The question is, how can we come to know these secrets? Secrets must be revealed. It is like getting an access code to a high security facility. The access code to the kingdom of God is given by God to those who earnestly and humbly seek him. Deuteronomy 4:29 says, “But if from there you seek the Lord your God, you will find him if you seek him with all your heart and with all your soul.” “But if from there” means during the time of God’s discipline due to sin. Even the most wretched sinners can receive God’s mercy when we seek him with all our hearts and souls. Among the kings of Israel, Manasseh was the worst sinner. He did evil in the eyes of the Lord for 52 years of his reign, and because of him God’s wrath devastated his nation. But in his distress as an Assyrian prisoner, he humbled himself greatly before God and sought God earnestly. God was moved by this and saved him (2Ch 33:12-13).

  From a young age, Shane Taylor started to burgle houses and steal cars; he sold drugs, kidnapped, stabbed people, and attempted murder. He was classed as one of Britain’s most dangerous people. While in prison for his crimes, he heard a fellow prisoner say, “Though I may never get out of prison, I am free because of Jesus.” He thought, “What are you talking about?” But these words compelled him to seek Jesus earnestly. Through a prison minister he heard the gospel and knew in his heart that Jesus died for him, forgave all his sins and gave him eternal life. Though he had not cried for many years, he wept uncontrollably without stopping. Since then he began to study the Bible deeply and grow in the holiness of God. He gained an early release from prison, married a godly woman, had two daughters and is now sharing the gospel among prisoners. God is willing to share the secrets of the kingdom of God with anyone who seeks him humbly and earnestly. On the other hand, to those who do not seek God, the meaning of Jesus’ parables is hidden: “though seeing, they may not see; though hearing, they may not understand” (10b).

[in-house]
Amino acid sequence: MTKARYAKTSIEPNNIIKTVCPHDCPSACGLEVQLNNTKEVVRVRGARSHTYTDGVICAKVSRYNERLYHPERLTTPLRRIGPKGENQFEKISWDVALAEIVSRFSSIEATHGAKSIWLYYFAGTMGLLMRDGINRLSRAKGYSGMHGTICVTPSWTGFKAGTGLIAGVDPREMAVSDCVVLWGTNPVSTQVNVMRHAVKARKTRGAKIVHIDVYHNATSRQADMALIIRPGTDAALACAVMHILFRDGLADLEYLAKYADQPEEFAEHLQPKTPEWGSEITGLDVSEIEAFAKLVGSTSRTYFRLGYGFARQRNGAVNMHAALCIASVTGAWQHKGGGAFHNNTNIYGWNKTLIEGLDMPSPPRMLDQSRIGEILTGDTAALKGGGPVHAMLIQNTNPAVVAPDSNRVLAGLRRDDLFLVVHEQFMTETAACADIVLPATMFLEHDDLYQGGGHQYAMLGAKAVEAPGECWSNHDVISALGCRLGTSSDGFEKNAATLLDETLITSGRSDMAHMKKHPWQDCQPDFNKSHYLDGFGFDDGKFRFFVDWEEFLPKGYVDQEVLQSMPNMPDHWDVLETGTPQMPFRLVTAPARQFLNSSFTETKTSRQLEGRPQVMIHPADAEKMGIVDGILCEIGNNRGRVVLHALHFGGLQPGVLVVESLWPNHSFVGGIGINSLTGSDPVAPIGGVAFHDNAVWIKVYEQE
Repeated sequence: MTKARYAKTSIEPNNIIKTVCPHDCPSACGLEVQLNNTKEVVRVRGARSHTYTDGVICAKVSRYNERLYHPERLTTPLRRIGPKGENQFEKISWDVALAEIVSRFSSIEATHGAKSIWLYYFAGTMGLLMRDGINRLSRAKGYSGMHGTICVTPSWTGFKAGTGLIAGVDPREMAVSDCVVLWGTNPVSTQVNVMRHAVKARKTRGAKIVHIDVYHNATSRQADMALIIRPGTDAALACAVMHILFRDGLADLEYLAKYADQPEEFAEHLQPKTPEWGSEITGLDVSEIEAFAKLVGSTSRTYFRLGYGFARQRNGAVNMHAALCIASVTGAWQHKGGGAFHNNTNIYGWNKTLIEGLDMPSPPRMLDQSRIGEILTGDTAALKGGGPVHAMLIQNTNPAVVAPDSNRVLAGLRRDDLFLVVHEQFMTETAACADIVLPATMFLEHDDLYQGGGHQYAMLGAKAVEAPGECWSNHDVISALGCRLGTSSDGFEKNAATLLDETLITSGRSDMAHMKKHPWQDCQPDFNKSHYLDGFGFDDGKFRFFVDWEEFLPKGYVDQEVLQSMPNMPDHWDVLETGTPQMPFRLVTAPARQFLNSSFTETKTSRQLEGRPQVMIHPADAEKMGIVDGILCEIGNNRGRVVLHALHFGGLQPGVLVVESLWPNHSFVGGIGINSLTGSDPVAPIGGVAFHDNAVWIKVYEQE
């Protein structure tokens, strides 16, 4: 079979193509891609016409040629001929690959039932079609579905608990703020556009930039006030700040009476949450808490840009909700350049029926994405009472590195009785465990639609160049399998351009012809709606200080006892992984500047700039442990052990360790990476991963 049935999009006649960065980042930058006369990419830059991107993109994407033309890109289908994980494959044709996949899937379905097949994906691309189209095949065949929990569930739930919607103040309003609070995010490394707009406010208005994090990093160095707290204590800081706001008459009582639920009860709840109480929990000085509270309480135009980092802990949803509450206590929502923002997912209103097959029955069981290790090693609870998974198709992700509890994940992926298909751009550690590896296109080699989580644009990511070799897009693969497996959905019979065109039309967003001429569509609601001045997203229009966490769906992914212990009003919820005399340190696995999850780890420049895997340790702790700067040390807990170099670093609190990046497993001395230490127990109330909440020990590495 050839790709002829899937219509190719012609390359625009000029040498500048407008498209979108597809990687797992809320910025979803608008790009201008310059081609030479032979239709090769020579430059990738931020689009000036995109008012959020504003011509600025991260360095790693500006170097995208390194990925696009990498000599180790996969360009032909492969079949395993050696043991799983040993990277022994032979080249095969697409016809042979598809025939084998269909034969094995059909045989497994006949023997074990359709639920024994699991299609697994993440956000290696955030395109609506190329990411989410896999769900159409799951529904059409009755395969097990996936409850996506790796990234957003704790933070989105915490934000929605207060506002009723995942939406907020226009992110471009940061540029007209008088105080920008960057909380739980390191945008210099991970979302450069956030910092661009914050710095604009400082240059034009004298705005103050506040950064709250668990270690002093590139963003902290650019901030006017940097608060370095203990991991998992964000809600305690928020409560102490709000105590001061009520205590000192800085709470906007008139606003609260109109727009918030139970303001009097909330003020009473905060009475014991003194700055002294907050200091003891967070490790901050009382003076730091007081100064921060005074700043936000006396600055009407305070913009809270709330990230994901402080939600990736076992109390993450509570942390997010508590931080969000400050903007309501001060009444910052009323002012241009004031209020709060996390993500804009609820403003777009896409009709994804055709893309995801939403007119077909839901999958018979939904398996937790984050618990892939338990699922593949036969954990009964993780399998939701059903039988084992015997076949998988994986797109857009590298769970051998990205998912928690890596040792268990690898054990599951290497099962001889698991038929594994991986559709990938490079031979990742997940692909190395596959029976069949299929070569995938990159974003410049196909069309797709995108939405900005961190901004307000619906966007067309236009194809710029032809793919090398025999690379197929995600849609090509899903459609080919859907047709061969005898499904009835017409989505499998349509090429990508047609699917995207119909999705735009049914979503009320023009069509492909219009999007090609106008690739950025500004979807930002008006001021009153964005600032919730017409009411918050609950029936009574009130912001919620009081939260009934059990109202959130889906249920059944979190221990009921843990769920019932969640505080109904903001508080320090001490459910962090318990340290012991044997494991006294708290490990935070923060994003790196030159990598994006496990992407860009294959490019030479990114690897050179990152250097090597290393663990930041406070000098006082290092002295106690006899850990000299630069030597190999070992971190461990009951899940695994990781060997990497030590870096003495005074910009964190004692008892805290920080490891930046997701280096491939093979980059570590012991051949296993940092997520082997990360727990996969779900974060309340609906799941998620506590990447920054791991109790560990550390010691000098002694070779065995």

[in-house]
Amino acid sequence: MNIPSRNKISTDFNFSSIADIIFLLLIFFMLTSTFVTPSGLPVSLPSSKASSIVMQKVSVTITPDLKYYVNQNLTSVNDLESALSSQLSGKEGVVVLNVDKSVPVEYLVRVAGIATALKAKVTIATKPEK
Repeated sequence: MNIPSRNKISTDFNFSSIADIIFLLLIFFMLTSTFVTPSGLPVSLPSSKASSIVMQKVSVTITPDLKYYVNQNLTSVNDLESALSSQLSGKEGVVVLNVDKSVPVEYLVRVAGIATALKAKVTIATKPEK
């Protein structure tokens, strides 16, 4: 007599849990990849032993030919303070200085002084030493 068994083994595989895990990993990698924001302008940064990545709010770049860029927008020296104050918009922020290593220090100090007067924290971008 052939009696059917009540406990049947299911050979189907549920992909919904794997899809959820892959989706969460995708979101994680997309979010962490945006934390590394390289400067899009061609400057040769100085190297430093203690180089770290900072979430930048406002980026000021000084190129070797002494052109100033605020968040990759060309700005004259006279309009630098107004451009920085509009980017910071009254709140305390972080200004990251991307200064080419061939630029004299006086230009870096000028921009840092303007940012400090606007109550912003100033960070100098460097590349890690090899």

Those who receive the secrets of the kingdom of God enter a new world. It is the beginning of a spiritual journey of transformation that culminate in God’s kingdom. In verses 11-15 Jesus explained the meaning of the parable to teach us how we can grow. The seed is the word of God, which has power within itself to give life (11b; Heb 4:12). This is the source of spiritual growth: the living word of God working by the power of the Holy Spirit. But there are things that can hinder the growth of the seed. The birds refer to the devil, who takes away the word from those who do not accept it (12). The devil is not lazy or negligent. He is diligent to capture stubborn and proud people (1Pe 5:8). Those who harden their hearts to God’s words will become the prey of the devil (1Pe 5:8). The consequence is serious: they are not saved. Rocky soil represents people who do not let the word of God take deep root in them (13). They may be very emotional for a while, but in the time of testing they fall away. Testing comes to everyone, and only those who take root in the word of God by persevering will produce fruit. Jesus said, “If you remain in me, and my words remain in you, ask whatever you wish, and it will be done for you” (Jn 15:7). Paul says, “Just as you received Christ Jesus as Lord, continue to live your lives in him, rooted and built up in him, strengthened in the faith as you were taught, and overflowing with thankfulness” (Col 2:6-7).

  Thorny soil represents those whose hearts are divided. They seem to take root in the words of God and grow (14). But the problem is that they are choked by life’s worries, riches and pleasures and do not mature. Due to anxiety about their security, they succumb to greed for riches, thinking this will enable them to live a more comfortable and easy life. They become very fearful about losing pleasure. They are so busy earning money that they have no time for spiritual life. They fall into temptation and a trap and into many foolish and harmful desires that plunge them into ruin and destruction (1Ti 6:9-10). When thorns of greed and pleasure arise in our hearts, we need to pull them up immediately. Otherwise, this kind of desire gives birth to sin, and sin when it is full grown, gives birth to death (Ja 1:15).

  Good soil refers to those with a noble and good heart, who hear the word, retain it, and by persevering produce a crop (15). These people study the word of God with a humble heart and really hear what it says. They hold on to it, reflect on it and meditate on it until it becomes their own. When times of hardship come, they hold all the more firmly to the word they received. As they do, they are purified by the words of God, become more and more like Jesus, and grow in hope in the kingdom of God. This is what it means to produce a crop: it is to bear the likeness of Jesus and be a blessing to the world.